Destin Daniel Cretton has made himself very valuable to the MCU and to Walt Disney. Simply put, Shang-Chi and the Legend of the Ten Rings is the only Phase Four MCU movie that might actually spawn a successful franchise. To be fair, Kate Shortland’s Black Widow was a prequel for an established character, Scarlett Johansson’s Natasha Romanoff, who jumped off a cliff in Avengers: Endgame. Just because Chloe Zhao’s Eternals is a genuine commercial flop (it’s going to sell fewer tickets in North America than even The Incredible Hulk) doesn’t mean Marvel is doomed. But nor does it mean that Eternals, or the characters introduced in Eternals, are going to form a successful franchise going forward. Bad reviews, weak audience polling and lousy legs will see to that.
Spider-Man: No Way Home will hope to become the first $1 billion grosser since Star Wars: The Rise of Skywalker (and, if we’re being optimistic, the first $1.1 billion grosser since Frozen II), and it’ll be followed by sequels to Doctor Strange In the Multiverse of Madness on May 6, 2022, Thor: Love & Thunder on July 8, 2022, Black Panther: Wakanda Forever on November 11, 2022), The Marvels (Captain Marvel 2) on February 17, 2023, Guardians of the Galaxy Vol. 3 on May 5, 2023 and Ant-Man and the Wasp: Quantumania on July 28, 2023. We can surmise that the next films after that will be Blade, Fantastic Four and Captain America 4, which will be either sequels or re-adaptations of previously adapted Marvel superheroes.
I’m sure these films will be varying degrees of “very successful.” However, the whole “new-to-audiences Marvel superheroes being turned into A-level MCU movie stars” thing? The very thing that made the Marvel Cinematic Universe into Hollywood’s biggest and most dominant pop culture brand? Well, that seems to be taking a theatrical sabbatical for a while even many of the Disney+ shows (Loki, Hawkeye, She-Hulk, etc.) seem to be merely re-litigating the stories of established characters and/or bringing in younger, more modern variations of established heroes. Alas, Chadwick Boseman’s death puts what otherwise would have been a conventional MCU franchise in the skewed position of turning Wakanda Forever into a torch-passing sequel as well. That leaves Shang-Chi and the Legend of the Ten Rings in a very valuable position.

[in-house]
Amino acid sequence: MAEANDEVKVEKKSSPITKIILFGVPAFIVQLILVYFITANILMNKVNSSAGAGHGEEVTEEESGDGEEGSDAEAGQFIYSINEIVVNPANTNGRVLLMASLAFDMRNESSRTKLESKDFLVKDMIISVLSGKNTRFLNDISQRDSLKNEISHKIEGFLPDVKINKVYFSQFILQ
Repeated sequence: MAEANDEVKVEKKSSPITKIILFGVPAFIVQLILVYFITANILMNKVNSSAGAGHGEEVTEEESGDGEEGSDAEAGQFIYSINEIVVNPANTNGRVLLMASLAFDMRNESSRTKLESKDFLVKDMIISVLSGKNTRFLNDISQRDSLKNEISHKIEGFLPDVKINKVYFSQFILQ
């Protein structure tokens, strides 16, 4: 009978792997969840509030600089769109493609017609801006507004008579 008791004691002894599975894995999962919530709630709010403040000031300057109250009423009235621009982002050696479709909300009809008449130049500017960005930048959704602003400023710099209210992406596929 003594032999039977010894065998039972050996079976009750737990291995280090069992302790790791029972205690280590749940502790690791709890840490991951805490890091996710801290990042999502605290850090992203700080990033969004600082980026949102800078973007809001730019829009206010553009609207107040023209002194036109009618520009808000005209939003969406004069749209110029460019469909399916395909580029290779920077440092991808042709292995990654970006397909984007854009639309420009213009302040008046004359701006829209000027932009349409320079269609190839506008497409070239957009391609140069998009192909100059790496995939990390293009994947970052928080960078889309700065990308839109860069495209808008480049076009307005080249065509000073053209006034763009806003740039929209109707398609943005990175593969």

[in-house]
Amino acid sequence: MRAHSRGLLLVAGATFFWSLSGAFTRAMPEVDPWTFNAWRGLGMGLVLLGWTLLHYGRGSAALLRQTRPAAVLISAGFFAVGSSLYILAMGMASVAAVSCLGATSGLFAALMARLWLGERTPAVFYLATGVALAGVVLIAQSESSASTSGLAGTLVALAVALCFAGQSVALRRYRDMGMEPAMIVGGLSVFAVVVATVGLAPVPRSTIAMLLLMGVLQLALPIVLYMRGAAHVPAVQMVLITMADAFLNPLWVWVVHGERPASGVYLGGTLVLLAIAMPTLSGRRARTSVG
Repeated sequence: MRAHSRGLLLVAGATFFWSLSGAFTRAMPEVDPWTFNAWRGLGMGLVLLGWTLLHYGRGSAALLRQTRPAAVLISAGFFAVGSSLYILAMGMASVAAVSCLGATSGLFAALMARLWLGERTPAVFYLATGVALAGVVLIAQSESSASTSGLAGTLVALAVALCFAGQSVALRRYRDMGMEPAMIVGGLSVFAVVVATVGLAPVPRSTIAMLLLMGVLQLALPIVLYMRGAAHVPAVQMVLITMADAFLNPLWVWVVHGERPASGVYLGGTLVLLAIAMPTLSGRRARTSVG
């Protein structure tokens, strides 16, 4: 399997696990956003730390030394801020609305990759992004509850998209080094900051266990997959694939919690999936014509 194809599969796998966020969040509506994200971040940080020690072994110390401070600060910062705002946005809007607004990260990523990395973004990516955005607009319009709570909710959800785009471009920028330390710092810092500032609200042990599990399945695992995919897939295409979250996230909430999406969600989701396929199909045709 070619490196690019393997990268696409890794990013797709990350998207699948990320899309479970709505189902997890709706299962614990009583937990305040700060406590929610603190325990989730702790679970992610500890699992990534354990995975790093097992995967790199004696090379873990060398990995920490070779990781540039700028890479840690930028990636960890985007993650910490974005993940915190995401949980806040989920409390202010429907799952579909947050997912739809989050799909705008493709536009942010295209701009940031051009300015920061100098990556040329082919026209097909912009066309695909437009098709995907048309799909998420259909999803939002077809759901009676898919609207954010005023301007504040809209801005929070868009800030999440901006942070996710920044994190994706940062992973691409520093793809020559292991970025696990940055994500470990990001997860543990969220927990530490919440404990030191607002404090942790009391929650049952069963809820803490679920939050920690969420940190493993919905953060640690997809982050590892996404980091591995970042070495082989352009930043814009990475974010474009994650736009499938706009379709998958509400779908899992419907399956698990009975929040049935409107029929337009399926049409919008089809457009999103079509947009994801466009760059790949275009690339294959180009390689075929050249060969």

It was an entirely new/99% self-contained MCU adventure that A) earned $430 million, or almost three times its $150 million budget, in theatrical alone and B) earned rave reviews, terrific buzz and strong “I’d like to see more of this” reactions for fans and general audiences alike. Due to the mixed reception for Black Widow (Disney+ Premier Access complications notwithstanding) and downright hostile or aggressively indifferent reception to Eternals, the Simu Liu/Awkwafina wuxia fantasy is the one shining star for the MCU in terms of “new” franchises post-Endgame. And while Covid conditions absolutely impacted overseas box office (and domestic to a much smaller extent), Shang-Chi 2 has a shot to do essentially as well as Legend of the Ten Rings would have performed in conventional times.
A healthier domestic and overseas marketplace, plus a run in China, would position Shang-Chi 2 for a global gross closer to Thor: The Dark World ($668 million) or even Thor: Ragnarok ($854 million) than Thor ($449 million). The sequel can bring back most of the last film’s popular characters (including an antagonistic or anti-hero role for Meng’er Zhang’s Xailing) with a different genre ready for the taking. A sequel could lean into earlier 007-ish Shang-Chi: Master of Kung-Fu comics, perhaps with Clive Owen or Dev Patel as Clive Reston as a kind of meta-aware casting. Regardless, Shang-Chi is uniquely positioned to be a breakout sequel even by MCU standards, with or without Brie Larson (who has appeared in every Cretton-directed film since Short Term 12) tagging along.
I don’t know the terms of Cretton’s deal with Marvel, which also includes Disney+ content, but at this point he’s worth his weight in gold. Shang-Chi is the one “new” MCU movie that actually succeeded both artistically and commercially as a viable theatrical franchise. With Marvel frankly overdosing on sequels over the next two years, Shang-Chi is going to stand out as the only successful “new” MCU property between Avengers: Endgame and whenever they go back to trying to turn C-level properties into A-level movie stars. The next two years will be big movies cashing in on prior (and entirely earned) MCU successes. Shang-Chi and the Legend of the Ten Rings is set to be the only recent success rooted entirely on the future.